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Quality of social work practice continues to improve at Dudley

The majority of children are now achieving permanence through adoption in a timely way in Dudley, inspectors have found.

In the fifth monitoring visit of Dudley since the authority was judged to be inadequate in April 2016, Ofsted said however that despite the improvements noted, a small number of children in Dudley are not yet achieving permanence at the earliest opportunity.

“The local authority has worked hard to ensure that the importance of securing early permanence for children looked after is embedded across the children’s workforce. Improved tracking and monitoring systems provide the opportunity for social workers and managers to consider all permanence options for children who have recently entered care,” said the report which focused on adoption.

“Despite the improvements, particularly for children who have recently become looked after, a small number of children in Dudley are not yet achieving permanence at the earliest opportunity,” it added.

This, at times, has resulted in delay for these children. The local authority has identified this issue and work is underway to secure the most appropriate plan for every child.

Inspectors found that overall, the quality of social work practice continues to improve. Social workers told inspectors that they feel supported and enabled to fulfil their roles. Managers accurately assess the quality of social work practice through their audit activity, and they ensure that any learning is disseminated to the workforce. This is improving the quality of practice and outcomes for children.

Social work practice is child centred, and management oversight is evident on the majority of cases. However, in a small number of cases, inspectors saw that managers and independent reviewing officers do not always challenge practice to address drift in case progression. For a small number of children, permanence plans do not progress as swiftly as they should.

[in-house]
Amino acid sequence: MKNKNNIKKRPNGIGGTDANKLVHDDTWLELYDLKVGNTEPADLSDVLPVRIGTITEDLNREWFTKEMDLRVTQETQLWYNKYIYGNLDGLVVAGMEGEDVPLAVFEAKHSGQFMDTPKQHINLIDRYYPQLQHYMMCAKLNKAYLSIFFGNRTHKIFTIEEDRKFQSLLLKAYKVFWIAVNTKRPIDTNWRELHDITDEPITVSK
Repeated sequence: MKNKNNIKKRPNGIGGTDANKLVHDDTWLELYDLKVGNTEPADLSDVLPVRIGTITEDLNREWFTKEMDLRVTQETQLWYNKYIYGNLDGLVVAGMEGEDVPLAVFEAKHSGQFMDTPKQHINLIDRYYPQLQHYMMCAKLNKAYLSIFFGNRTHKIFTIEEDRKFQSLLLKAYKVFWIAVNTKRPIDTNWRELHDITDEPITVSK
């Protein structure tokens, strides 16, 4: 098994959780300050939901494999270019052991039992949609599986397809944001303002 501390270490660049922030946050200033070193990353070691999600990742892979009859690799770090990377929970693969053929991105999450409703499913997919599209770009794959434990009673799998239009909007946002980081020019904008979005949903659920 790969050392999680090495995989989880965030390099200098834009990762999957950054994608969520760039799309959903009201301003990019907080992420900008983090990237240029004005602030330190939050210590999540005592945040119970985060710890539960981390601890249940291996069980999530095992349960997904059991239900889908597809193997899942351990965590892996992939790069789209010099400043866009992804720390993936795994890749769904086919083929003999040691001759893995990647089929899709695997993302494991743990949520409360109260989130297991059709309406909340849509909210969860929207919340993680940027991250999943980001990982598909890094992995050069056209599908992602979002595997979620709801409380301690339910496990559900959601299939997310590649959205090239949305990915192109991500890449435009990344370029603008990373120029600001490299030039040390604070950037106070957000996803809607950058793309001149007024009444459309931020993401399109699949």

However, inspectors highlighted that supervision is not regular or reflective and actions do not always have timescales to be achieved. Ofsted said that this is an area for improvement.

Child permanence reports provide an accurate picture of the child and some assessments effectively detail the child’s birth and family history, with a clear analysis of their permanence needs.

Inspectors saw good quality assessments of prospective adopters during their visit, with a balance of description and analysis, supporting children to be appropriately matched.  Assessing social workers in Dudley have a detailed understanding of adopter’s needs and strengths, and this means that they are suitably matched to children.

Adoption introduction plans for children seen were sensitive and comprehensive, varying in accordance with children’s individual needs. The adoption panel arrangements provide robust independent challenge.

“The local authority’s improvement plan continues to focus on better outcomes for children. Senior leaders and managers are proud of the progress that has been made; however, they are also aware that further improvements are required to ensure that all children consistently receive the support they need,” the report concluded.

Monitoring visit of Dudley

 

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